It is the same with all those that are called accredited ghost stories usually told at the fireside. They want evidence. It is true that the general wish to believe, rather than the power of believing, has given some such stories a certain currency in society. I may mention, as one of the class of tales I mean, that of the late Earl St. Vincent, who watched with a friend, it is said, a whole night in order to detect the cause of certain nocturnal disturbances which took place in a certain mansion. The house was under lease to Mrs. Ricketts, his sister. The result of his lordship's vigil is said to have been, that he heard the noises without being able to detect the causes, and insisted on his sister giving up the house. This is told as a real story, with a thousand different circumstances. But who has heard or seen an authentic account from Earl St. Vincent, or from his " companion of the watch," or from his lordship's sister ? And as, in any other case, such sure species of direct evidence would be necessary to prove the facts, it seems unreasonable to believe such a story on slighter terms. When the particulars are precisely fixed and known, it might be time to enquire whether Lord St. Vincent, amid the other eminent qualities of a first-rate seaman, might not be in some degree tinged with their tendency to superstition ; and still farther, whether, having ascertained the existence of disturbances not immediately or easily detected, his lordship might not advise his sister rather to remove than to remain in a house so haunted, though he might believe that poachers or smugglers were the worst ghosts by whom it was disturbed ?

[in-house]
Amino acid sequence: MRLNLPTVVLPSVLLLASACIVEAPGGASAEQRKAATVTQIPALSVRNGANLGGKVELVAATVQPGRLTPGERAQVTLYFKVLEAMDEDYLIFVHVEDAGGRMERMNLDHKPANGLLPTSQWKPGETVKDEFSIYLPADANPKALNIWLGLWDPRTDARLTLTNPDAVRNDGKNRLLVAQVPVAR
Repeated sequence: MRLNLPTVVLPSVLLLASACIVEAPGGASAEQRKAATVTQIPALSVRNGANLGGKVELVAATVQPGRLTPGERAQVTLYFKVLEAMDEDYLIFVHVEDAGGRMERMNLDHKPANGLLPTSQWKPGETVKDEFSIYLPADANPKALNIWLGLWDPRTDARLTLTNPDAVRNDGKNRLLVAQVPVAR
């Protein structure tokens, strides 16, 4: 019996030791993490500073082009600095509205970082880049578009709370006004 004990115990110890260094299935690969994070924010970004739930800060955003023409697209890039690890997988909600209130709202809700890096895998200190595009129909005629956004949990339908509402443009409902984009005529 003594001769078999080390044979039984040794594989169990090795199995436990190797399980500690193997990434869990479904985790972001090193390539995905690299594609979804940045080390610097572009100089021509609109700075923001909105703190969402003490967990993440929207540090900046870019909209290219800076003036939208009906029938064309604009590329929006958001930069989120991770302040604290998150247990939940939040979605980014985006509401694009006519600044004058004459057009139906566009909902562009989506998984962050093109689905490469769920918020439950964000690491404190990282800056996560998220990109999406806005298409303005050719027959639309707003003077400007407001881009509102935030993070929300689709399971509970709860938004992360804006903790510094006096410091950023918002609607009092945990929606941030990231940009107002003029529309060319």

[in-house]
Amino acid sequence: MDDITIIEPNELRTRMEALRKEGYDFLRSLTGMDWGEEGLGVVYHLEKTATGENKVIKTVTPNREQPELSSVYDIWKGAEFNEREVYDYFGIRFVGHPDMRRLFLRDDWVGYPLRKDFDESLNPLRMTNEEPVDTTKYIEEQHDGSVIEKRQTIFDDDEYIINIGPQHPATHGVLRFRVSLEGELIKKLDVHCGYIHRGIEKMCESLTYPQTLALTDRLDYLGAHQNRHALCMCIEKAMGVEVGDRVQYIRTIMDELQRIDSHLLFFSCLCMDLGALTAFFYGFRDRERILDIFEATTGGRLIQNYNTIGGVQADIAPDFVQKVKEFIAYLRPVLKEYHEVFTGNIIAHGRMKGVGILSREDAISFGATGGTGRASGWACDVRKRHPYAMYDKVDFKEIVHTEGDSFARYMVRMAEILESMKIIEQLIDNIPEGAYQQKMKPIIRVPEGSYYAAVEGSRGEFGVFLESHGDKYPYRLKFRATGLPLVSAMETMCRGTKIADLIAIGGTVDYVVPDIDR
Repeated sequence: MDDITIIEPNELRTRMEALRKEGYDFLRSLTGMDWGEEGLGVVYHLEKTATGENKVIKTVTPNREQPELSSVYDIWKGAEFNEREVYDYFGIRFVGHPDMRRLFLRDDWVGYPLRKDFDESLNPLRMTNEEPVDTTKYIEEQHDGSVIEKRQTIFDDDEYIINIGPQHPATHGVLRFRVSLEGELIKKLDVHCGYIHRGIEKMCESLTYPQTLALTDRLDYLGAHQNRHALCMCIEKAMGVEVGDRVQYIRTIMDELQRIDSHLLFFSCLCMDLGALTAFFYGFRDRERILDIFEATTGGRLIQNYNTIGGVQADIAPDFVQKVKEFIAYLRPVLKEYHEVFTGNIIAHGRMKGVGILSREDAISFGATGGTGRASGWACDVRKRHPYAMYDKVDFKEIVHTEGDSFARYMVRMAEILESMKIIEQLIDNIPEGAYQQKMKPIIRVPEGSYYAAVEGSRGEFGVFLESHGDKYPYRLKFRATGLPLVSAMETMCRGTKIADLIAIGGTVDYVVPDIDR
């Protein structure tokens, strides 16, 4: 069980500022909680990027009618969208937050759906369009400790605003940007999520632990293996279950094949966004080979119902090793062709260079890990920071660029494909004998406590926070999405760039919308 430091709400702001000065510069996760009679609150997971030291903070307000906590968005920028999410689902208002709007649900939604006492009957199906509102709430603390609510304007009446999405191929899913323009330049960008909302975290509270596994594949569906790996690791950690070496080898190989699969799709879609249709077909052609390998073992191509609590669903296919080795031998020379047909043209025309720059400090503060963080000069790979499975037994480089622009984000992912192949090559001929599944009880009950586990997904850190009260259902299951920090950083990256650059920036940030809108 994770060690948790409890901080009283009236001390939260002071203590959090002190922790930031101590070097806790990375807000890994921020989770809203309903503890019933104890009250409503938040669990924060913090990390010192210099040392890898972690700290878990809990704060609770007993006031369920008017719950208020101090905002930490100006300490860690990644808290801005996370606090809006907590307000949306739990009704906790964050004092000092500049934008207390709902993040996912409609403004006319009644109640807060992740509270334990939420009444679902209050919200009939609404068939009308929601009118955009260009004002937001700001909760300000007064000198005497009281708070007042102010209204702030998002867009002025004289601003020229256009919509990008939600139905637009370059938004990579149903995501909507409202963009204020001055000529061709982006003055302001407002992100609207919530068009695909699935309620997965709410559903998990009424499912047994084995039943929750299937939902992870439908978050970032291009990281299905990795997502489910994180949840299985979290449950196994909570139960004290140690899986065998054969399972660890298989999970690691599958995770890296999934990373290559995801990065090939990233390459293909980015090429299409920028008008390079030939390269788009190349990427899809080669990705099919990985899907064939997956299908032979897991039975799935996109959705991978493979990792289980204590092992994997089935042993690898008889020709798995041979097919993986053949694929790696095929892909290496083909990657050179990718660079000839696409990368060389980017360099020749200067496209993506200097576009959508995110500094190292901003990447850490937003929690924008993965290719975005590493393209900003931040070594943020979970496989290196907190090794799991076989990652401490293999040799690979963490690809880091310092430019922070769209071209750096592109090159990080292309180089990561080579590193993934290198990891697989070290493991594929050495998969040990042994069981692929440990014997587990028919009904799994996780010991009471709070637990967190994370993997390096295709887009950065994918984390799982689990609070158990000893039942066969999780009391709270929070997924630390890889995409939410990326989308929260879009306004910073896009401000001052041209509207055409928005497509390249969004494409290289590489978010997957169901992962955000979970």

The story of two highly respectable officers in the British army, who are supposed to have seen the spectre of the brother of one of them in a hut, or barrack, in America, is also one of those accredited ghost tales, which attain a sort of brevet rank as true, from the mention of respectable names as the parties who witnessed the vision. But we are left without a glimpse when, how, and in what terms, this story obtained its currency ; as also by whom, and in what manner, it was first circulated ; and among the numbers by whom it has been quoted, although all agree in the general event, scarcely two, even of those who pretend to the best information, tell the story in the same way.